Objective: To examine relationships between parenting behaviors, parent-child relationship, and moderating effects of age on youth substance use among a community sample of African-American mothers who use crack cocaine and their children (12-17 years).
Methods: Maternal-child dyads (n = 208) were recruited through street outreach and snowball sampling and completed interviews about substance use and parenting.
Results: Regression analyses found significant main effects of youth age, family conflict, warmth, and disapproval of youth substance use on children's substance use. Age x Parenting interactions were significant for conflict and disapproval. Higher family conflict increased older youths' risk, while higher perceived maternal disapproval protected against substance use for older youth.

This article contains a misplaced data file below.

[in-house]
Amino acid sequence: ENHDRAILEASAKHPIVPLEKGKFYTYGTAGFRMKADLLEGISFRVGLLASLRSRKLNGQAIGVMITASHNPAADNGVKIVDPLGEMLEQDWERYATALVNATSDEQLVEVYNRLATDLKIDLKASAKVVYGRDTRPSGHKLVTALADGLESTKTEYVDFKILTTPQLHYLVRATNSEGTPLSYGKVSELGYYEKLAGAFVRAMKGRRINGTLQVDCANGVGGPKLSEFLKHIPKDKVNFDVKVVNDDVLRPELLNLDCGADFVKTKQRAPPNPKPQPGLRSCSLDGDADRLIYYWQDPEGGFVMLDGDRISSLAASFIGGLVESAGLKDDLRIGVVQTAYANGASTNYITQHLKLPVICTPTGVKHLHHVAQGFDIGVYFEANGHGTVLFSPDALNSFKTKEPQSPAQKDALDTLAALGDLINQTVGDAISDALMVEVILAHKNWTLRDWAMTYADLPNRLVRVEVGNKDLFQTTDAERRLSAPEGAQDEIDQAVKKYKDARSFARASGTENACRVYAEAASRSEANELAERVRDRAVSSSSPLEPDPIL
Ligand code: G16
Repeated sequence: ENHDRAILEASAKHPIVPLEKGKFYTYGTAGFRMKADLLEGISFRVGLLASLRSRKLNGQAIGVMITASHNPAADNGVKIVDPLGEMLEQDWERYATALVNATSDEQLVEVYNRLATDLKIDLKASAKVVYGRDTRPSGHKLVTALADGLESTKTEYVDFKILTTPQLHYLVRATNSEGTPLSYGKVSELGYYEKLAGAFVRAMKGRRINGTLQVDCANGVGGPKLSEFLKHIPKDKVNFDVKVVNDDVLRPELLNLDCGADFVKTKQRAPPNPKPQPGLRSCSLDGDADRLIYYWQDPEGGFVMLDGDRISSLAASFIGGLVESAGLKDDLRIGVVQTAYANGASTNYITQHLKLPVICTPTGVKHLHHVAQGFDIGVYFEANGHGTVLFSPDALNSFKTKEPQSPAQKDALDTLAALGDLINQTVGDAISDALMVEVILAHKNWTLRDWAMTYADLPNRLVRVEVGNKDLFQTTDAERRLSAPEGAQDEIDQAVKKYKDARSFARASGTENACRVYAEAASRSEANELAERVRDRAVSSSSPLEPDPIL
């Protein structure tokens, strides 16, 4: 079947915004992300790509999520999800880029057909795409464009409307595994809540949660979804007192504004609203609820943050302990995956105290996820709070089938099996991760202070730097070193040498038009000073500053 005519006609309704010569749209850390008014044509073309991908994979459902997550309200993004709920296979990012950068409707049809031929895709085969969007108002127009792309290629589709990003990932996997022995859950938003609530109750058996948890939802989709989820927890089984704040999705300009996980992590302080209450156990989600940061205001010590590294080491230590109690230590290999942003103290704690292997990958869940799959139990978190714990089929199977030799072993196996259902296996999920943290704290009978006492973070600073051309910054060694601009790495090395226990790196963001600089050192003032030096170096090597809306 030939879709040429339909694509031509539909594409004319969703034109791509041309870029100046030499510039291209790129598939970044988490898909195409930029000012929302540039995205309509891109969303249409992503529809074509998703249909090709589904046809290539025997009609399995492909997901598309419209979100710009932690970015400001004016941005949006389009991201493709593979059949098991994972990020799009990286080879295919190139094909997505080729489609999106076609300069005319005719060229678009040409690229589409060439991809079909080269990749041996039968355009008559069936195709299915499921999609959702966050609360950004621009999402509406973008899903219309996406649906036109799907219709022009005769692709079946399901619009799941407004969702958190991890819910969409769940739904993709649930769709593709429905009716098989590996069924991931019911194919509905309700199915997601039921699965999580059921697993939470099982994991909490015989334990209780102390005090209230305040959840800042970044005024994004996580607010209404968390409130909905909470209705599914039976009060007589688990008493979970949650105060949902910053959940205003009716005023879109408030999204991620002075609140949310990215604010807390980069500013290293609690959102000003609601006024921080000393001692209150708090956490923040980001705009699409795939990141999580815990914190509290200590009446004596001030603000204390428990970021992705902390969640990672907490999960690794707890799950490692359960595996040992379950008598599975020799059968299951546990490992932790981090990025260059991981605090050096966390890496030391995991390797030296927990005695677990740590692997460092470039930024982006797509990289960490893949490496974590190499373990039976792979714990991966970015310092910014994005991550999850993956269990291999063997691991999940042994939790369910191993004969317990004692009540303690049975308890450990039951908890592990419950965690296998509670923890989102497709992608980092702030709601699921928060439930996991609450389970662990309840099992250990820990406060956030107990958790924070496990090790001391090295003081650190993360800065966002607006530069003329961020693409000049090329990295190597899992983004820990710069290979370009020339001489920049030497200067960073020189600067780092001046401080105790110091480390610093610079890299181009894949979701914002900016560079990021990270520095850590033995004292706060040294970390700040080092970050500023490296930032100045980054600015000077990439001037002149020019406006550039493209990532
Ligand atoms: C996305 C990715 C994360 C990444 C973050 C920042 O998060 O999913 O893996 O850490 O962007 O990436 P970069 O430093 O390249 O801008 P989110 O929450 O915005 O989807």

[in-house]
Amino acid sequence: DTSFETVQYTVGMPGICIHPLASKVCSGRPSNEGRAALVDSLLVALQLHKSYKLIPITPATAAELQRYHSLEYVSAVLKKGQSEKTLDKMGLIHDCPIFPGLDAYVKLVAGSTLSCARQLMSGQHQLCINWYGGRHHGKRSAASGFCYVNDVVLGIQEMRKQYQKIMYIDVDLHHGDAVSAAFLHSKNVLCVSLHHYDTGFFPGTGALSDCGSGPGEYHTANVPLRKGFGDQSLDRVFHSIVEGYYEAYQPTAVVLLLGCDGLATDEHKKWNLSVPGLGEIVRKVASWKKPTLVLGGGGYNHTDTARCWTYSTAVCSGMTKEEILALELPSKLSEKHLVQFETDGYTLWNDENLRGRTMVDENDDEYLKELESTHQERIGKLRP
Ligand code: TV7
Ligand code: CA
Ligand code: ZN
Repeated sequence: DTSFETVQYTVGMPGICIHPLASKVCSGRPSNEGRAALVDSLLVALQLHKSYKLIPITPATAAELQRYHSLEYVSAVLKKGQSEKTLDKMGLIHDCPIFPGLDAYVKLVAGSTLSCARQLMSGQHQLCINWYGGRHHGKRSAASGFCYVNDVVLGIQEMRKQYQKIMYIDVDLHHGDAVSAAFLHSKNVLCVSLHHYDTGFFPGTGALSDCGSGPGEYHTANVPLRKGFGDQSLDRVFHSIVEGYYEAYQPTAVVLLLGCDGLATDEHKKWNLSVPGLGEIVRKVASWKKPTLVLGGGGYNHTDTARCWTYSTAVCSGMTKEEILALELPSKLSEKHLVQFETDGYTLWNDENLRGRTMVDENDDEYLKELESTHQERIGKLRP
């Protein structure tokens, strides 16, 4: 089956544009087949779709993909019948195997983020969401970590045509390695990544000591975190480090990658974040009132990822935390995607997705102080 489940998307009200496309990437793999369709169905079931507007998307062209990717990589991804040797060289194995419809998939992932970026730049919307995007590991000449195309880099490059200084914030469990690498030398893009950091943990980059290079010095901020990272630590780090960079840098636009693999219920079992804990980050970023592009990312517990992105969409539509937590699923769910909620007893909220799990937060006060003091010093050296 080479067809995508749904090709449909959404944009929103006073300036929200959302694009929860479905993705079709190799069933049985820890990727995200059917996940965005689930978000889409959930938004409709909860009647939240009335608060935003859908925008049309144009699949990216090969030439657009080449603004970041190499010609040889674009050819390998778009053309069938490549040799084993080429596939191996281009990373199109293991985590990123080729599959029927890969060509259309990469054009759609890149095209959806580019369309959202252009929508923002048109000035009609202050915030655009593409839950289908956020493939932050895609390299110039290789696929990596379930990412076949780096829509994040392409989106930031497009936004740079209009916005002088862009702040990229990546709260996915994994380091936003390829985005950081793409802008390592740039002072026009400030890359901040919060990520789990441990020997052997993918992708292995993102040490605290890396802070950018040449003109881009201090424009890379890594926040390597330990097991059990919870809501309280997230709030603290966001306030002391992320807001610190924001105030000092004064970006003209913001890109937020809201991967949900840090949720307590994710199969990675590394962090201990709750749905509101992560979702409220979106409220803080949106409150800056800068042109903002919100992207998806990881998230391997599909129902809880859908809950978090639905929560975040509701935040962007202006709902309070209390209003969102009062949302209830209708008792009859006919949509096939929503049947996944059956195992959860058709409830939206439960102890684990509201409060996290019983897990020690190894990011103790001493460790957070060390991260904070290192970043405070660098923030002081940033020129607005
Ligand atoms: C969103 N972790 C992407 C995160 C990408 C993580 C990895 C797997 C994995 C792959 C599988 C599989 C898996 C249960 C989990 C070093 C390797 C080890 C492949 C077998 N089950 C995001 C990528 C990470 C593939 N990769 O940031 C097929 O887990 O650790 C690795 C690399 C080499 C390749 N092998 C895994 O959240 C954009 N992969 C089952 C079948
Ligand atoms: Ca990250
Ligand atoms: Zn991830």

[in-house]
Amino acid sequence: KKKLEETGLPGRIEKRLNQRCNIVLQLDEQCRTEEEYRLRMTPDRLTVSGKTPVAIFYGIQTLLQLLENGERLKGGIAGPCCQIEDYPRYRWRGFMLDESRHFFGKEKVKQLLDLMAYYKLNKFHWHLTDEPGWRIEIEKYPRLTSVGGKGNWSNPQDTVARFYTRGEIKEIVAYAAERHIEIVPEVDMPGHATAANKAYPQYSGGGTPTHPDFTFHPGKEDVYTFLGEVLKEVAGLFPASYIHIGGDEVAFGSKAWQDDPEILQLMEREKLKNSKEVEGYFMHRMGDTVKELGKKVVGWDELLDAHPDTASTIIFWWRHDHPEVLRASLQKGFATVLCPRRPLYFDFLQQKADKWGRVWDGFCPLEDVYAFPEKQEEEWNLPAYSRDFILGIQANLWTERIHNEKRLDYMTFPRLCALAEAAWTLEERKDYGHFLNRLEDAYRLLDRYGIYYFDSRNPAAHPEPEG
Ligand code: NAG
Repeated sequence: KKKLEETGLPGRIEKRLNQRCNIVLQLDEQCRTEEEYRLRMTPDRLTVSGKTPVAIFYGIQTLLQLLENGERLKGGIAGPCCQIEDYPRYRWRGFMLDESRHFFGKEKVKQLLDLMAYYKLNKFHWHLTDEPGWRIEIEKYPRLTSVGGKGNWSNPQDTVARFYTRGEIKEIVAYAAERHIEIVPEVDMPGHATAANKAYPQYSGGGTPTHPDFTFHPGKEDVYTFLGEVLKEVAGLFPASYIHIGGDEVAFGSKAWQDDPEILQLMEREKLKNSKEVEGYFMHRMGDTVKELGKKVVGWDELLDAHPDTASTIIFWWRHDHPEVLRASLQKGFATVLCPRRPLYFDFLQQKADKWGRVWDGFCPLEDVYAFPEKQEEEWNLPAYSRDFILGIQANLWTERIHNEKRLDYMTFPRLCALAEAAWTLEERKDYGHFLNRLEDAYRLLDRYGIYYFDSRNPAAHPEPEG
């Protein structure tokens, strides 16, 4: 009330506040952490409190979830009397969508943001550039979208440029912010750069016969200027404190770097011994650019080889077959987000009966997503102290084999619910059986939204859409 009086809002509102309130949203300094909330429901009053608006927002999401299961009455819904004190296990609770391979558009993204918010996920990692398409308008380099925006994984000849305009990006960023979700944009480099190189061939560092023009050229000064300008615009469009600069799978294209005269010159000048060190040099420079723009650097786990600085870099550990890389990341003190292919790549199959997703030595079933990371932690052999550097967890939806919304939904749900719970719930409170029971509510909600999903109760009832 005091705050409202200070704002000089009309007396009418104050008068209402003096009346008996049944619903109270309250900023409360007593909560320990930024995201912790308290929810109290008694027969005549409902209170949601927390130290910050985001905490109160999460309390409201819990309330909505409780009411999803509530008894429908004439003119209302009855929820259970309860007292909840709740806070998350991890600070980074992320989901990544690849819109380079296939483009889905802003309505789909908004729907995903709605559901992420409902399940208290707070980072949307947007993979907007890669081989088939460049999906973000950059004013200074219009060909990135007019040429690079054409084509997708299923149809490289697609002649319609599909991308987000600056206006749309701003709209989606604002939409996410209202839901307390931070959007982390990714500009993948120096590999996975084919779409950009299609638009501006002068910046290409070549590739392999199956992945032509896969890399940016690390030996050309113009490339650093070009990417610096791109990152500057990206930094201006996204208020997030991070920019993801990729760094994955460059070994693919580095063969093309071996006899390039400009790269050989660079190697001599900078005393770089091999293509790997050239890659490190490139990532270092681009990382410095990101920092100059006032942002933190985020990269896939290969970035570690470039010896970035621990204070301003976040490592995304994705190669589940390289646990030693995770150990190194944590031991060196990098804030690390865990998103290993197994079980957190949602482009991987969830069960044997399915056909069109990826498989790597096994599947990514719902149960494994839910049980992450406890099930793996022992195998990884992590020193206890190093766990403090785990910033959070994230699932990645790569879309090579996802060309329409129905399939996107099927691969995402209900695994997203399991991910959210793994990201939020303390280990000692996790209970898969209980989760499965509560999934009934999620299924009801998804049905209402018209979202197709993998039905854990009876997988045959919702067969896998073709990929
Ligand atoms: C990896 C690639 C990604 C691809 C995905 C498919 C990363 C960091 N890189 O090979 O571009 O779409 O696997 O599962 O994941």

Conclusions: Family influences may offer risk and protective effects for adolescent children of maternal drug users. Outreach and family-focused interventions that address family conflict and communication of disapproval of substance use may help reduce intergenerational risk transmission. However, longitudinal research with comprehensive parenting assessments is needed.